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Do you read or write FanFiction? Do you care about it? If so, then there’s an article that might interest you at Wired.com.
Again according to Wikipedia, FanFiction.net is the largest FanFiction site, hosting some millions of stories. I post stories there myself based on characters created in Doctor Who, Castle, Firefly, and others.
The Wired article makes the case that FanFiction has generally been looked down upon by the writing community, but that this may be changing. They note that a new publisher, Big Bang Press, having successfully completed a Kickstarter campaign, will be publishing original works by FanFiction authors. Just as interesting as the article are the comments.
Normally I shy away from the comments section of Internet articles. They all too often have the intellectual and emotional maturity of eight-year-old miscreants on speed. Not these comments, which are well written and thought-provoking. They make some excellent points.
The key point is this: the world is full of derivative works of art. (If you want to impress your friends, talk about intertextuality, my new word for the day. You can look it up at Wikipedia.) Would you turn up your nose at AMC’s The Walking Dead because it’s based on a series of comic books? (Sorry, graphic novels.) Then there’s Robert Jordan, author of the beloved Wheel of Time series, who wrote a number of books based on Conan, created by Robert E. Howard. By Crom! And the list goes on.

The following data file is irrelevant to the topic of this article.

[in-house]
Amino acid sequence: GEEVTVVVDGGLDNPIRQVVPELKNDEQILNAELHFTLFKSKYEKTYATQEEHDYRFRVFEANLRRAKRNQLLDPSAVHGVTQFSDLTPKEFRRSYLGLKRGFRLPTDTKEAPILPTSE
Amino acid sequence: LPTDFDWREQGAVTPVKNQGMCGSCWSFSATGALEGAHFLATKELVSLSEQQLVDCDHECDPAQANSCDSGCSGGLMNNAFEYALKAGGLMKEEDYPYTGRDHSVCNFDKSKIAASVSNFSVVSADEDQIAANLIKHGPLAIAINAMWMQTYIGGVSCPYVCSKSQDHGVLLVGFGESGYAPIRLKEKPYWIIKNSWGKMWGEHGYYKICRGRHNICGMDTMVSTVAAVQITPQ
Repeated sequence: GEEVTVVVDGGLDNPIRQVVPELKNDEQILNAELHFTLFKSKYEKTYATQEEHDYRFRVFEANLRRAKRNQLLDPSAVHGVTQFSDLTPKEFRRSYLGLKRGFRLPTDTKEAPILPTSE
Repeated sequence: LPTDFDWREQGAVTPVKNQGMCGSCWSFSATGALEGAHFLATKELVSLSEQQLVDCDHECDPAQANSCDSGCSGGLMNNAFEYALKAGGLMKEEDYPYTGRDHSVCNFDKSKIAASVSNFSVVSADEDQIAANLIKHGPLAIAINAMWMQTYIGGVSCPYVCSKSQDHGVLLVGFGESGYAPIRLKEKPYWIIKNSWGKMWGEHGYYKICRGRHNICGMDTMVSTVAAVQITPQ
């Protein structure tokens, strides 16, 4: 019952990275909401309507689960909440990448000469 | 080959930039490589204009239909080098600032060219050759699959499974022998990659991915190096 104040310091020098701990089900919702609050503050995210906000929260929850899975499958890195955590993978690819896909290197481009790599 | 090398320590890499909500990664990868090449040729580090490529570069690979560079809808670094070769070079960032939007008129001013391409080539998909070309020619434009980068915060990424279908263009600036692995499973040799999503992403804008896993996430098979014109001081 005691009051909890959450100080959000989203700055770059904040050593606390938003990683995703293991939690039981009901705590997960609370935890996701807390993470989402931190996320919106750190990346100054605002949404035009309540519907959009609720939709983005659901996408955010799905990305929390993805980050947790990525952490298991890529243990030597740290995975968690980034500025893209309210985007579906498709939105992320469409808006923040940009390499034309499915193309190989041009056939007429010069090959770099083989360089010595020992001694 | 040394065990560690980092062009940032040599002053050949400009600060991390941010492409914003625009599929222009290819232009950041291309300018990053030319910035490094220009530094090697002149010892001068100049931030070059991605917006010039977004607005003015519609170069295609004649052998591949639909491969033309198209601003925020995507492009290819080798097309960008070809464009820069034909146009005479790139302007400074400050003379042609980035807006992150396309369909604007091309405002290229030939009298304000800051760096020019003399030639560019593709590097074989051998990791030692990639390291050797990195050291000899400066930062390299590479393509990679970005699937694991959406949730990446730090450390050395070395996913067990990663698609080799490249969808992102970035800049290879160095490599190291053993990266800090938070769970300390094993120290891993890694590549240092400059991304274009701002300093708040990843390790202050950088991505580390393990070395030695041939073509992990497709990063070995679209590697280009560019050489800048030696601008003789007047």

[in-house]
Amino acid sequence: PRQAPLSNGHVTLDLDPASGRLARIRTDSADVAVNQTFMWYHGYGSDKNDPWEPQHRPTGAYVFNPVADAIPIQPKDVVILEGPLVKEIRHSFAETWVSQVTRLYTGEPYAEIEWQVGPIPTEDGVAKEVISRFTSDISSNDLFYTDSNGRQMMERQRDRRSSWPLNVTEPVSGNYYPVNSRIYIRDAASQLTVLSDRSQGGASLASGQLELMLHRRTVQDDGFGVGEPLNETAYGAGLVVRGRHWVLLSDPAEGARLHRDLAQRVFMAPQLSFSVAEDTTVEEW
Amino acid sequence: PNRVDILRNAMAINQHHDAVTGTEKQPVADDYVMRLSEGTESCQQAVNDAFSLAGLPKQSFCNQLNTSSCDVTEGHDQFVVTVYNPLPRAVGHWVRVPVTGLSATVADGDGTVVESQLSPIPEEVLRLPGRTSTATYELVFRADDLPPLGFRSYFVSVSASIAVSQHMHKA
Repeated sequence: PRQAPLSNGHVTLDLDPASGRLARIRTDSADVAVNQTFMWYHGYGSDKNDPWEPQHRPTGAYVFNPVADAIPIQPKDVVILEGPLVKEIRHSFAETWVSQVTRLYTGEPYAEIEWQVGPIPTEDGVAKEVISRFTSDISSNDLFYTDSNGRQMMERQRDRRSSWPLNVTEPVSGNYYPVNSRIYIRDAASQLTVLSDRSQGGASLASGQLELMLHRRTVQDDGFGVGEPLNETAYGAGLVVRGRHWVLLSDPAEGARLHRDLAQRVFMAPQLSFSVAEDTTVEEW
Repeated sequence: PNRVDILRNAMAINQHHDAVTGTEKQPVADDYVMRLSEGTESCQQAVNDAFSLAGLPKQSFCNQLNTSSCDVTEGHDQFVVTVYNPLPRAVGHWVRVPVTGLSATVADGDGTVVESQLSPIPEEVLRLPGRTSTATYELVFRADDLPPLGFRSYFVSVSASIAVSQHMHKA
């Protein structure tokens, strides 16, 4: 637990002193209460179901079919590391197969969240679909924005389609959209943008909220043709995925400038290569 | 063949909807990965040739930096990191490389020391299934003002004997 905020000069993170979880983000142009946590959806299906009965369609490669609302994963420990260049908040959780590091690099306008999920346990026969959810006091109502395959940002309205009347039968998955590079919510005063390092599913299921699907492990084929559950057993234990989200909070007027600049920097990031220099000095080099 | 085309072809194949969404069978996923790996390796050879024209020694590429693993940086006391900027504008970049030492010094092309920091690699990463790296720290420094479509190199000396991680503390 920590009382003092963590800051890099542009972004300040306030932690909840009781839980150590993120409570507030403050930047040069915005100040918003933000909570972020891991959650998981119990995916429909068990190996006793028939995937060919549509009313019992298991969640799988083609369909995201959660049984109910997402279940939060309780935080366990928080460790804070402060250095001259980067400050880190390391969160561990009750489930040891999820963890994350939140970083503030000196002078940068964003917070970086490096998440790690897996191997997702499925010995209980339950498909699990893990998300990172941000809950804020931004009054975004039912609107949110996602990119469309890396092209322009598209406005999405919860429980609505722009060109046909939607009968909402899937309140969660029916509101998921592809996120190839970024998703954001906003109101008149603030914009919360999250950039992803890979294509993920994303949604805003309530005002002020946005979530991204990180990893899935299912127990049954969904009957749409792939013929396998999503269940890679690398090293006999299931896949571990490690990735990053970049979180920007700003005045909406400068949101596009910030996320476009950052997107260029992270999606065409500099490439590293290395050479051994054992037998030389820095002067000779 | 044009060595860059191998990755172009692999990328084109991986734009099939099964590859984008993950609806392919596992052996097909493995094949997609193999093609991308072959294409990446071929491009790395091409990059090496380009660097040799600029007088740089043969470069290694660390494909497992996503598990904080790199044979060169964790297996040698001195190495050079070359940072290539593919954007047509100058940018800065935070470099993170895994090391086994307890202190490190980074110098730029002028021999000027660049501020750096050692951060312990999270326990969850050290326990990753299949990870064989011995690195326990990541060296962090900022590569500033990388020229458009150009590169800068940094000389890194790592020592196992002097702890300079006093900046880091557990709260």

Let’s be honest. Part of the reason FanFiction has its reputation is because of the quality of the writing. But come on. Lots of FanFic authors are kids. How often have you heard adults wringing their hands at how seldom kids read these days, and blame it on the Internet and (gasp!) Social Media (the source of all evil). But at places like FanFiction.net, you’ll find lots of kids, university students, and young adults who not only read, they write. They deserve to be cheered on, regardless of whether or not their prose is a match for Alice Munro.